Claudine Dombrowski could very well be considered a “Wounded Warrior” in the fight against intimate partner violence.  Fighting her personal battle against her abuser for over 16 years, she’s also taken her fight across the nation helping several other battered mothers who have lost custody of their beloved children to the very person who abused them.

In a recent development in her own backyard in Shawnee County, KS, District Attorney Chad Taylor decided to hand over misdemeanor cases, like Claudine Dombrowski’s, to the city, due to funding issues. Dombrowski knew the ones to pay the price for this decision would be those caught in the crosshairs of the abuser’s rage when released, and has taken her outrage to the media.(

Through organizing globally, Claudine Dombrowski, and other battered mothers, have founded American/Australia Mothers Political Party to bring attention and educate others.  Through combining their online efforts across the globe,  they are able to link together, not always physically, but by forming groups through the wonders of technology and carrying their message far and wide.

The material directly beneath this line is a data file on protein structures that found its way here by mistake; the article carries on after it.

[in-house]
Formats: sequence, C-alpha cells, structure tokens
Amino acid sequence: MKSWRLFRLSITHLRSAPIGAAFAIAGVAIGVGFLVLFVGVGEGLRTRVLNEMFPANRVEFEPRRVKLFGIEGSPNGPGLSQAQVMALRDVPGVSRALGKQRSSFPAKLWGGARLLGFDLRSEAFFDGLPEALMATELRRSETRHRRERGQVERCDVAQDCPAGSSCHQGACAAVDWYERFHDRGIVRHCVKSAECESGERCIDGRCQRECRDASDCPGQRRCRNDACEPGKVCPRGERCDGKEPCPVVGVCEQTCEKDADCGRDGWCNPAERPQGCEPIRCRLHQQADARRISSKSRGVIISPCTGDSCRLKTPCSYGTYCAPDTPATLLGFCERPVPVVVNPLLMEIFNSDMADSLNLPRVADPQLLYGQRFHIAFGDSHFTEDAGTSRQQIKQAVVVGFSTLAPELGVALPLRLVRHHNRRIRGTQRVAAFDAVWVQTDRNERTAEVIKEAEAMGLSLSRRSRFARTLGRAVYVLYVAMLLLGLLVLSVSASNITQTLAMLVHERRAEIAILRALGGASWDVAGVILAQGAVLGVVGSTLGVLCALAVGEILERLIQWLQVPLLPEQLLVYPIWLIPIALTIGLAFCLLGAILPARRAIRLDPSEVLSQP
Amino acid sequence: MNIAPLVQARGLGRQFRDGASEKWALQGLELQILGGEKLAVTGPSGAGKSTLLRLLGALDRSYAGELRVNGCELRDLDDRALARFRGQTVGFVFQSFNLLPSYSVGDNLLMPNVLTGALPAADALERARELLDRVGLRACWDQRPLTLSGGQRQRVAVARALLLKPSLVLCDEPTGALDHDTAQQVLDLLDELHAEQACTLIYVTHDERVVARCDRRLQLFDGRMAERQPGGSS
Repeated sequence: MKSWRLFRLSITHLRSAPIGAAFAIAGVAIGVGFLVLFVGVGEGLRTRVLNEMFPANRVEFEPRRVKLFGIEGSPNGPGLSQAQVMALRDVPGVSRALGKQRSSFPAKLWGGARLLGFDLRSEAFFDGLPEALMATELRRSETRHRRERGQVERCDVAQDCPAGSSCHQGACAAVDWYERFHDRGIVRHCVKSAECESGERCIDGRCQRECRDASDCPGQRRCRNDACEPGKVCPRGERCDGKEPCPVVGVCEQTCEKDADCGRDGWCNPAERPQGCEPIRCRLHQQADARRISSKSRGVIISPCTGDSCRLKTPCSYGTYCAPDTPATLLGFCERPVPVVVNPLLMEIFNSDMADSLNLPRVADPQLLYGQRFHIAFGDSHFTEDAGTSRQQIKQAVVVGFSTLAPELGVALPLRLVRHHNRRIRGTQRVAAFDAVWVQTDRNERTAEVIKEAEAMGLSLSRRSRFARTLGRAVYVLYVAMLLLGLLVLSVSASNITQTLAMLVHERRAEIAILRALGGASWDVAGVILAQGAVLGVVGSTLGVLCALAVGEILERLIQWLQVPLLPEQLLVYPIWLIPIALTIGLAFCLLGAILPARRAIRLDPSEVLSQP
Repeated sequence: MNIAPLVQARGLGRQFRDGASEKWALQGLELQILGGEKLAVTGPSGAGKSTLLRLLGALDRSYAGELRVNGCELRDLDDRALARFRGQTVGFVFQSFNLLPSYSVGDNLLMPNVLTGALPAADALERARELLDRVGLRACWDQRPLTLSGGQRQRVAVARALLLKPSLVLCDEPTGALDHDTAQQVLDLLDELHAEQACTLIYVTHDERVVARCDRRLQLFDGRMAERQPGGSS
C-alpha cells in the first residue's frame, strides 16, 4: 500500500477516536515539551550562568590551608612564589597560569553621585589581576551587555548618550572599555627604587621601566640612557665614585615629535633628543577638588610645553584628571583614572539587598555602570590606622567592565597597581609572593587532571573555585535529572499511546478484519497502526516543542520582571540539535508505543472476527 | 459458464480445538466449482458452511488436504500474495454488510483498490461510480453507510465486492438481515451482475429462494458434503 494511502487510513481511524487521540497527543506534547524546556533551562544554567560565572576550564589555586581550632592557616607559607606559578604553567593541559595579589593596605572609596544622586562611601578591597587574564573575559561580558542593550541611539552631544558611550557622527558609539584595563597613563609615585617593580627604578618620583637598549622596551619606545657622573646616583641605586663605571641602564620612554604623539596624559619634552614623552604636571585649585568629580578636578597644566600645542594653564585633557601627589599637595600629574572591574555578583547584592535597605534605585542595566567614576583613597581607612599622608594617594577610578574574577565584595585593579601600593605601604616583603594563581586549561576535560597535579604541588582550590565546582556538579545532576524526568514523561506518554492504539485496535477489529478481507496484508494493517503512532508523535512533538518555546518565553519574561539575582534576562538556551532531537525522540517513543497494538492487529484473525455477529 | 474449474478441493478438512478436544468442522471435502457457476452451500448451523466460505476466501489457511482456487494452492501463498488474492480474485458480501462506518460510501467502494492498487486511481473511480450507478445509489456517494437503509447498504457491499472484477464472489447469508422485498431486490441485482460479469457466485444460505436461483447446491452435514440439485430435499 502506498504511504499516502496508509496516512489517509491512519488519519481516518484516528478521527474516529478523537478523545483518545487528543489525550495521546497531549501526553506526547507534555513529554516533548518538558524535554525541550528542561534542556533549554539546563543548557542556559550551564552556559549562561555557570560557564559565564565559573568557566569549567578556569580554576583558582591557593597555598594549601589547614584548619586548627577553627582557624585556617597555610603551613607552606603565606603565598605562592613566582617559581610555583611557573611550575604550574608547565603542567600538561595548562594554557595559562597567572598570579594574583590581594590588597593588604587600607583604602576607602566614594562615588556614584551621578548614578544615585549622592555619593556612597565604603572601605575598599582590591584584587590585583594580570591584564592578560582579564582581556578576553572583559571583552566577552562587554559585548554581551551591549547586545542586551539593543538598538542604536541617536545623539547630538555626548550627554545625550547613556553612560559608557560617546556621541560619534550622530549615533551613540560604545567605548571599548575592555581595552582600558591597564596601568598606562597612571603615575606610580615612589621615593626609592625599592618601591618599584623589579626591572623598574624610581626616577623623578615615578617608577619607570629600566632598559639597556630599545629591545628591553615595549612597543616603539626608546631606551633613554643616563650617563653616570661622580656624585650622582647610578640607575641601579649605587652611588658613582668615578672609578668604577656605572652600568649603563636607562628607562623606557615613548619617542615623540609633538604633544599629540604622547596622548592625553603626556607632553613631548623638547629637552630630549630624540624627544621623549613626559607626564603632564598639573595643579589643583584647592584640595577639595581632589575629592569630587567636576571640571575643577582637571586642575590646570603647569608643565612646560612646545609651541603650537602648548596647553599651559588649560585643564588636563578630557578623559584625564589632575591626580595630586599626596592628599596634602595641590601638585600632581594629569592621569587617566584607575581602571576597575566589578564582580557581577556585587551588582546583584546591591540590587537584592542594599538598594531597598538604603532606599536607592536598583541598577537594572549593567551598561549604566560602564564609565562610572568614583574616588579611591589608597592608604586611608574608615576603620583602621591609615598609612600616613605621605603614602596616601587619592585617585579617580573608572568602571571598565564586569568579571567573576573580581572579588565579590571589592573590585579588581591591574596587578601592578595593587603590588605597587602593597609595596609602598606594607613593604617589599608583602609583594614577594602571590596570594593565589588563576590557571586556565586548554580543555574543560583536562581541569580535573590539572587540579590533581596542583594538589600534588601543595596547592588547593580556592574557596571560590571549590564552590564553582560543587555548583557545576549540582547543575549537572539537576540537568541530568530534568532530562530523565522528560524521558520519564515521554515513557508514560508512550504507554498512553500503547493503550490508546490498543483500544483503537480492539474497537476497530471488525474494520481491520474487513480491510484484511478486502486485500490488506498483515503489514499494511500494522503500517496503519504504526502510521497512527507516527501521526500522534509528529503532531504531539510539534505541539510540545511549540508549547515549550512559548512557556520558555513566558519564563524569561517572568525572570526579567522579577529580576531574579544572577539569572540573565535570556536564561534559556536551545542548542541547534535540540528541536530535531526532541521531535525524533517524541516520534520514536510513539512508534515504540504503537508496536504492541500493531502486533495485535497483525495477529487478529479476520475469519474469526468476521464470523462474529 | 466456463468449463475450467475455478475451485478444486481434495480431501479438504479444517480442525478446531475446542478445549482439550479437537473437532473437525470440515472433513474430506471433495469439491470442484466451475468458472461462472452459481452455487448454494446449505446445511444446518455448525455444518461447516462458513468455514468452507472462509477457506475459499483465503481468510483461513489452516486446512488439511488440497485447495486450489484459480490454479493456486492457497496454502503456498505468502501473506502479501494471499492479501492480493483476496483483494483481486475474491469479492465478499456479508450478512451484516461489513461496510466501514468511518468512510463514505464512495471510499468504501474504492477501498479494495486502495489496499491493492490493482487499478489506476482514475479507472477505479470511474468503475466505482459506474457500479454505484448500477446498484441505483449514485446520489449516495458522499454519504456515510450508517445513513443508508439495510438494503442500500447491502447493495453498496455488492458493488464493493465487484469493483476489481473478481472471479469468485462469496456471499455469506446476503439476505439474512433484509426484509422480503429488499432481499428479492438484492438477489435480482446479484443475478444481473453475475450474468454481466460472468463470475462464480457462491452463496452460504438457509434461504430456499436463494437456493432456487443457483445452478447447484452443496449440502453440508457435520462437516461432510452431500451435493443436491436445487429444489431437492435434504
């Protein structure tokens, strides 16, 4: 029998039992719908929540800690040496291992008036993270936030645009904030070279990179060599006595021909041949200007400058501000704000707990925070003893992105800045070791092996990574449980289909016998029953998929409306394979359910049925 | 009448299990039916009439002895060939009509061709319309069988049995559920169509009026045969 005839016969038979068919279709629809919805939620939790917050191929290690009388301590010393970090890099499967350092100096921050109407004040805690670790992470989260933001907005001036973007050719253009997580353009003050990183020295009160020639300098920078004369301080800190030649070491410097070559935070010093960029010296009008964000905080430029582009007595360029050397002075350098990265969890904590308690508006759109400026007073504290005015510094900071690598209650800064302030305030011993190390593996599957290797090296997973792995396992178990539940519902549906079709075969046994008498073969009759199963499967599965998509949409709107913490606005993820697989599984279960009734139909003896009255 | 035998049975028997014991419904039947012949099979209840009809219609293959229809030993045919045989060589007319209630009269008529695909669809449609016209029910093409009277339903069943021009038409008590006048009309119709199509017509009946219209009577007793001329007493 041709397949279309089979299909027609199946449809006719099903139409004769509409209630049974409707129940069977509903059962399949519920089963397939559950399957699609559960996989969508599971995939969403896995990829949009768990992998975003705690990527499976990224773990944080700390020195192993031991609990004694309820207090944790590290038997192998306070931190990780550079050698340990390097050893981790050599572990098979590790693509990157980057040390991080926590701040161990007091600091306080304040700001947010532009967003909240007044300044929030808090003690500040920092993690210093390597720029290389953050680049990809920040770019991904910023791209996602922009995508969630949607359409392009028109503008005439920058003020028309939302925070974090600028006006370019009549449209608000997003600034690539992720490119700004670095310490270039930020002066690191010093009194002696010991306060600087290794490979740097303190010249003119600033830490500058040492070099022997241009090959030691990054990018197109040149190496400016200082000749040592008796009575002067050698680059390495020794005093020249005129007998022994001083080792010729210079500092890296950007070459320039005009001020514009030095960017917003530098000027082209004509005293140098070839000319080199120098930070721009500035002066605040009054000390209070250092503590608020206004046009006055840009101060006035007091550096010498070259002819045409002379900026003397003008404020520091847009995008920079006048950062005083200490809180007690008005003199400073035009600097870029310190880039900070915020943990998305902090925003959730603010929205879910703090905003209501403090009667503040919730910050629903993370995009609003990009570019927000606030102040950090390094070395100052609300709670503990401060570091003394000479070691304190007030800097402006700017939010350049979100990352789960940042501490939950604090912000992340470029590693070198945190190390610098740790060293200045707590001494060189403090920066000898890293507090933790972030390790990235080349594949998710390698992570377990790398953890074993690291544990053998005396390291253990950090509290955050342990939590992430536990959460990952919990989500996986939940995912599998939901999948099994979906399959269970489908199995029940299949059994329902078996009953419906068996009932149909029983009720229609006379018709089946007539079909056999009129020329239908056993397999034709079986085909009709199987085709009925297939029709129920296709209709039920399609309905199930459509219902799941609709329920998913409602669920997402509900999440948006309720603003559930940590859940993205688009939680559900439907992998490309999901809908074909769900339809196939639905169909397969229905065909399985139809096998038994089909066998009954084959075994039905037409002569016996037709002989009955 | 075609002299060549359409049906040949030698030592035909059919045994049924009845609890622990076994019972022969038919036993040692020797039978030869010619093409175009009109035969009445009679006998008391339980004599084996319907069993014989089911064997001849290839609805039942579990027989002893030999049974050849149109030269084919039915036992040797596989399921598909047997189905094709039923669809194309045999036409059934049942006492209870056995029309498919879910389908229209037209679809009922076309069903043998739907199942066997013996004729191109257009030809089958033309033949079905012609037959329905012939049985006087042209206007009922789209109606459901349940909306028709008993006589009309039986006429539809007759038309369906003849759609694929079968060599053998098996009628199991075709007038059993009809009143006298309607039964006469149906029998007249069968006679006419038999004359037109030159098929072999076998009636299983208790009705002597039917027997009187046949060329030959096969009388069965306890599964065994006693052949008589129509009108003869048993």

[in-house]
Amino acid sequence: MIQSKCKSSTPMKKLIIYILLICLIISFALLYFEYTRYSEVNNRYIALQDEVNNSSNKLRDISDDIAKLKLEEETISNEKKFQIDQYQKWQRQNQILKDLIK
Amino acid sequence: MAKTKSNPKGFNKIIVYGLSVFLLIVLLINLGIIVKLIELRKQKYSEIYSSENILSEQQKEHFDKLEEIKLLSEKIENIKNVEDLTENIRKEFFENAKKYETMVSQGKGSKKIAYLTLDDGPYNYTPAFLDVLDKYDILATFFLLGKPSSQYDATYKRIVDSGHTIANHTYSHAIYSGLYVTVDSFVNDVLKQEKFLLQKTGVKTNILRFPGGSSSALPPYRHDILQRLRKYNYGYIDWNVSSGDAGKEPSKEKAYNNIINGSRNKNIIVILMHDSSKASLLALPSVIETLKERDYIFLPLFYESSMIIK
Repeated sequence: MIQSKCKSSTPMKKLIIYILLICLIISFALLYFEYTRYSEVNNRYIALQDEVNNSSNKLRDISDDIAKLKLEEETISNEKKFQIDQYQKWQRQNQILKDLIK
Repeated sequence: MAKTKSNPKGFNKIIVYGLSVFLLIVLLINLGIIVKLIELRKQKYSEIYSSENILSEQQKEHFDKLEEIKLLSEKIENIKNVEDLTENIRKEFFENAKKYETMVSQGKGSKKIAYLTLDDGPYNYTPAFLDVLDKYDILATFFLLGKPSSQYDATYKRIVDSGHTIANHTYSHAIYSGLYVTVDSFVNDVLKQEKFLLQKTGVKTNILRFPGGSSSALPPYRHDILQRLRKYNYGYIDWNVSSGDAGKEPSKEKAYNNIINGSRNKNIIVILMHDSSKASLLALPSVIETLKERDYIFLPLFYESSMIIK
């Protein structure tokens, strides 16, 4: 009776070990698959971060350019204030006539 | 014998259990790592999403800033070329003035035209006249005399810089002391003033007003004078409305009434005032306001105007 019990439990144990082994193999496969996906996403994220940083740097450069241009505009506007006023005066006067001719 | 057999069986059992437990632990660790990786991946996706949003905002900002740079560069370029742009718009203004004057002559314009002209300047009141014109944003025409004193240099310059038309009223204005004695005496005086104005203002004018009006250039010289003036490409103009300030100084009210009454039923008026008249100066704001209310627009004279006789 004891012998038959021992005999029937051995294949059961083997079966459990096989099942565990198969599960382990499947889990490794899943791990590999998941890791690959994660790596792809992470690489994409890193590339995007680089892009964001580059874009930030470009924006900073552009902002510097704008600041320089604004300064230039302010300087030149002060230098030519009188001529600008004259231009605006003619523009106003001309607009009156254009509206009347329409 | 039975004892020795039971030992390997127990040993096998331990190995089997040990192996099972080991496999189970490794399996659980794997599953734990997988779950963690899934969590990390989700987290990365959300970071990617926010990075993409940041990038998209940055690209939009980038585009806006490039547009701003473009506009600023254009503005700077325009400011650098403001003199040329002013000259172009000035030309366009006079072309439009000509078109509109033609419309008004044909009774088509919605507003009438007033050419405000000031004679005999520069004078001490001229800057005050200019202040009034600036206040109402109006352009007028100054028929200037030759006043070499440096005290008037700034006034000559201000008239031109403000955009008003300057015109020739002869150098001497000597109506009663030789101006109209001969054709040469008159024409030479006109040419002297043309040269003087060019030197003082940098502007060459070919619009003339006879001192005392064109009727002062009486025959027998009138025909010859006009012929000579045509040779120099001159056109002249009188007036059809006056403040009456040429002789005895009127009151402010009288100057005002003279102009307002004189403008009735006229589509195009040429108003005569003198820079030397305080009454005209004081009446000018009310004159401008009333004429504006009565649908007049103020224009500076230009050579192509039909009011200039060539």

1 Comment

  1. ‘Sounds like an excellent show!

    I’m all for serving the under-served! These are the populations I specialize in… In Connecticut!

    After a short “grace period,”here’s hoping Pam takes on DA Chad Taylor.
    In an article dated September 8th, the number of misdemeanors are staggering!
    As quoted by the Capitol Journal/CJ-online:

    “At 4 p.m., Taylor made public a one-page letter to Stanley, Topeka Police Chief Ron Miller and acting city attorney Craig Spomer that said based on cuts in the prosecutor’s budget, the district attorney’s office would no longer prosecute misdemeanors that occur within the city limits.

    Such prosecution, he said, would be the responsibility of the city attorney’s office.

    The district attorney’s office will complete prosecuting the city misdemeanors that remain open, Taylor said
    . As of Thursday, there are 498 open misdemeanors, said Dakota Loomis, an assistant district attorney.

    We will continue to vigorously prosecute all felonies that occur in Shawnee County, as well as misdemeanors that occur beyond the boundaries of Topeka,” Taylor said”

    Blah Blah, Blah… Who will help with the intimate partner violence “misdemeanors” that “don’t matter?”

    Donna R. Gore, M.A.